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Sounding Off on Noise

Freeways' neighbors struggle to drown out road racket. Experts say the din creates mental and physical hazards.

April 20, 2003|Hugo Martin | Times Staff Writer

Property Values Suffer

Traffic noise can fray property values as well as nerves.

A 1996 study by two professors from UC Davis found that traffic noise in the United States has reduced property values in 377 urban areas by about $5 billion. The study, by Mark Delucchi and Shi-Ling Hsu, did not estimate the loss of property value in Los Angeles County specifically, but it did estimate that more than 388,000 homes in the county are close enough to freeways to lose value because of traffic noise.

In South Gate, Ruben Ortiz, a retired mechanical engineer, added a layer of drywall to the back of his mobile home to cut the noise from the Long Beach Freeway, a heavily rutted and worn route that carries thousands of big-rig trucks each day to and from the ports of Los Angeles and Long Beach. A two-lane frontage road and a rusty chain-link fence are all that separate his home in the Thunderbird Villa Mobile Home Community from the freeway.

But Ortiz said the drywall does nothing to quiet the loud rumbles that occasionally jolt him and his wife out of bed when a truck strikes a rut or a pothole.

"It's all of a sudden: 'Kaboom, boom, boom,' " he said. "It's too close for comfort."

According to federal noise experts, the severity of freeway noise can vary with the speed of traffic, the mixture of vehicles and the condition of the road.

Older, rutted and pothole-strewn highways such as the Long Beach Freeway typically generate more noise than newer, well-maintained roads.

A study last year concluded that California ranked at the bottom of all 50 states in roadway quality. That is a drop from 47th place in 2001. The study by Transportation California, a coalition of road builders, labor unions and gravel suppliers, found that 37% of state and local roads were in poor condition.

Big-rig trucks are a growing source of freeway noise. An 18-wheeler traveling at 55 mph can be as loud as 28 passenger cars traveling at the same speed, according to the Federal Highway Administration.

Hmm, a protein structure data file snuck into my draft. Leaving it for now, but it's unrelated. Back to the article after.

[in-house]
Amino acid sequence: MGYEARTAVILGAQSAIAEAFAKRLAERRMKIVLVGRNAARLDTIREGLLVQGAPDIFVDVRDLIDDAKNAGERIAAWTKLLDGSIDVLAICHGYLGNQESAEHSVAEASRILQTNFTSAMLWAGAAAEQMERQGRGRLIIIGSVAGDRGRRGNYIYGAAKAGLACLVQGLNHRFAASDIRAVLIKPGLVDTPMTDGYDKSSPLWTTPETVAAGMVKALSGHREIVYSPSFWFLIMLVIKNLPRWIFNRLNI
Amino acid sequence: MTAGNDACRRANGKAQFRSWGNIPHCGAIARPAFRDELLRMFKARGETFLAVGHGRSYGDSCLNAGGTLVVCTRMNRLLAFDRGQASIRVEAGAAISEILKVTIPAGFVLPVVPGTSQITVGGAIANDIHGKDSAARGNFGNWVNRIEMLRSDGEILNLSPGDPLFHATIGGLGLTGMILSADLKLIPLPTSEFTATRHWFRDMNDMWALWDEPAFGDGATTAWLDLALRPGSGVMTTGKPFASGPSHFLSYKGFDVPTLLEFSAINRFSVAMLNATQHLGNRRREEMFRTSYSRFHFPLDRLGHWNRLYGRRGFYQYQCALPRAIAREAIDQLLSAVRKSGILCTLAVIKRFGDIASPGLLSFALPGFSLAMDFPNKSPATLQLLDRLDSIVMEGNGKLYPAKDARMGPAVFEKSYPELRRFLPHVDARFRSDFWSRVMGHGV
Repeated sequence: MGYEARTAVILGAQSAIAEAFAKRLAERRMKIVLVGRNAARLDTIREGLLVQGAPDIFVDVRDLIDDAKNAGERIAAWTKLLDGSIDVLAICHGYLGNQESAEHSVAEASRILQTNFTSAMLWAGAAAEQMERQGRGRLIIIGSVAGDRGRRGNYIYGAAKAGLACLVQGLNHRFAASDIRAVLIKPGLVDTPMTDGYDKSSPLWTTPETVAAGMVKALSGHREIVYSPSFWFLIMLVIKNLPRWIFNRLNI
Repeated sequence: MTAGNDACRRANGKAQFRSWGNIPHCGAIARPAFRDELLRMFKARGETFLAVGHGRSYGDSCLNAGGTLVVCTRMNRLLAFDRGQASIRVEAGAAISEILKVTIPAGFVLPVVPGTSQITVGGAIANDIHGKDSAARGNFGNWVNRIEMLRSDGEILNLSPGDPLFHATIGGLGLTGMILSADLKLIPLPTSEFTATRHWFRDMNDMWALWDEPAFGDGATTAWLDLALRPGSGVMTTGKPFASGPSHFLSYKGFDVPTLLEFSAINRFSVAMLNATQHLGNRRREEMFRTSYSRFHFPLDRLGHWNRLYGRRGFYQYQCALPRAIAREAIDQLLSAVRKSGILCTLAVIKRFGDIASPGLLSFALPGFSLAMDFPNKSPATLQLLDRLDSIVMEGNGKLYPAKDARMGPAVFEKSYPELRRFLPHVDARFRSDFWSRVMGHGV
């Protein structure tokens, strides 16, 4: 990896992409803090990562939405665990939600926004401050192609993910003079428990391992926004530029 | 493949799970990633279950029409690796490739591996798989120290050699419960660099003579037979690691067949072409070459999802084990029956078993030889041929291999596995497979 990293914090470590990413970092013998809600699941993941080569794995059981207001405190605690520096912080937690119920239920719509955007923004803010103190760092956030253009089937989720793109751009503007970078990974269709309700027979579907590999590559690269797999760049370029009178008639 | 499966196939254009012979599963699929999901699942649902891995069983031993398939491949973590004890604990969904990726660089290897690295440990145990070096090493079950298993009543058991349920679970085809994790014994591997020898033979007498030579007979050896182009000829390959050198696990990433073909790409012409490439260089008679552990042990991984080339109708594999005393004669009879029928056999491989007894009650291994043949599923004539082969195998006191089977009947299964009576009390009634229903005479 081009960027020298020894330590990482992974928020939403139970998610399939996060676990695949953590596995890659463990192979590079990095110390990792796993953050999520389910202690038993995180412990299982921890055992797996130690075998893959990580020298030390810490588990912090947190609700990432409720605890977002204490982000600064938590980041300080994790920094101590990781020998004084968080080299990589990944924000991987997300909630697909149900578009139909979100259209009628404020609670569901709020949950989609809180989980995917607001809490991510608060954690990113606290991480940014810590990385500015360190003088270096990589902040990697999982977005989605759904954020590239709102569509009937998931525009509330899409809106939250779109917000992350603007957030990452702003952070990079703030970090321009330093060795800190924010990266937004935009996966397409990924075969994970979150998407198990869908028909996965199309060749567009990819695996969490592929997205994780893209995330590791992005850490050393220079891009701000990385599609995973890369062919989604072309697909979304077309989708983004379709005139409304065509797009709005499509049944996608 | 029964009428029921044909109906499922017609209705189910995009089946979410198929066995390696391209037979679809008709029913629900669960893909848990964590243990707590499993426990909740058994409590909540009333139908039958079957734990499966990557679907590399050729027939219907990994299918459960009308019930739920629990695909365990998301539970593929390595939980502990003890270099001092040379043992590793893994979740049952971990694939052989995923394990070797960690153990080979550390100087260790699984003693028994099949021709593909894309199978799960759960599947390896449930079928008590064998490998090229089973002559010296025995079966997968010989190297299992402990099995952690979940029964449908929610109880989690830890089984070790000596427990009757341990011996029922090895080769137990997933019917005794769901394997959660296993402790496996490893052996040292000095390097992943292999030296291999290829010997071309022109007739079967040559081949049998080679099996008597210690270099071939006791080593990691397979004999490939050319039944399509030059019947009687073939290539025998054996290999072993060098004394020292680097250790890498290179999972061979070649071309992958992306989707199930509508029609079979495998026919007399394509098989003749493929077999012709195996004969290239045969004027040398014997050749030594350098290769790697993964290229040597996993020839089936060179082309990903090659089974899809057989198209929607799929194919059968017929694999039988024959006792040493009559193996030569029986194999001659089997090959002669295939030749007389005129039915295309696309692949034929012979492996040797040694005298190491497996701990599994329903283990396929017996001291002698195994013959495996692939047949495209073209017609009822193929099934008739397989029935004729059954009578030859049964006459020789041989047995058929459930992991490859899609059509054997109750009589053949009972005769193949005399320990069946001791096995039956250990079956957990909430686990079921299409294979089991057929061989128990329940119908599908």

In 1990, trucks represented 5% of all freeway traffic in Southern California. By 2000, that number had jumped to 11%, according to the Southern California Assn. of Governments.

In Southern California, those trucks are now part of a peak commute period that has more than tripled in length. There was a time when the rush hour was exactly that -- an hour between 7 and 8 a.m. and another between 4 and 5 p.m. Today, Caltrans says, the peak traffic periods are from 6 to 9 a.m. and from 3 to 7 p.m.

Dense Sprawl

Aggravating the problem is the trend among home builders in Southern California to squeeze more houses onto tiny lots next to increasingly noisy freeways. Although sprawl is a defining characteristic of Southern California, planners say high real estate prices have made urban communities, such as downtown Los Angeles, among the most densely populated in the nation.

"We are now building on any scrap of land we can find," said William Fulton, a land-use planner and author of books about growth in California. "We have backyards facing freeway onramps. That doesn't happen in other parts of the country."

To reduce the effects of freeway noise, Blomberg and other anti-noise activists suggest that planning agencies limit residential development near freeways. They also call for federal requirements to make new trucks quieter. Some communities have prohibited truck drivers from using engine compression to brake, a technique that reduces brake wear but can create more noise.

In Phoenix, state workers recently began paving 115 miles of freeway with "rubberized asphalt," a blend of pulverized rubber and asphalt that has been shown in tests to reduce traffic noise by four to nine decibels. The Federal Highway Administration has yet to recognize rubberized asphalt as a noise-reducing alternative.

Jay Winderman, an electrical engineer who lives in Claremont with his wife and two daughters, just two blocks from the new section of the Foothill Freeway, said he would like the state to try rubberized asphalt -- anything to reduce the daily freeway racket that he compares with the sound of a sandblasting machine. He has already installed double-pane windows and even crafted a Styrofoam cover for his back bedroom window.

"The day the freeway opened to traffic," he said, "was such a jolt that my wife literally cried."


Times staff writer Doug Smith contributed to this report.

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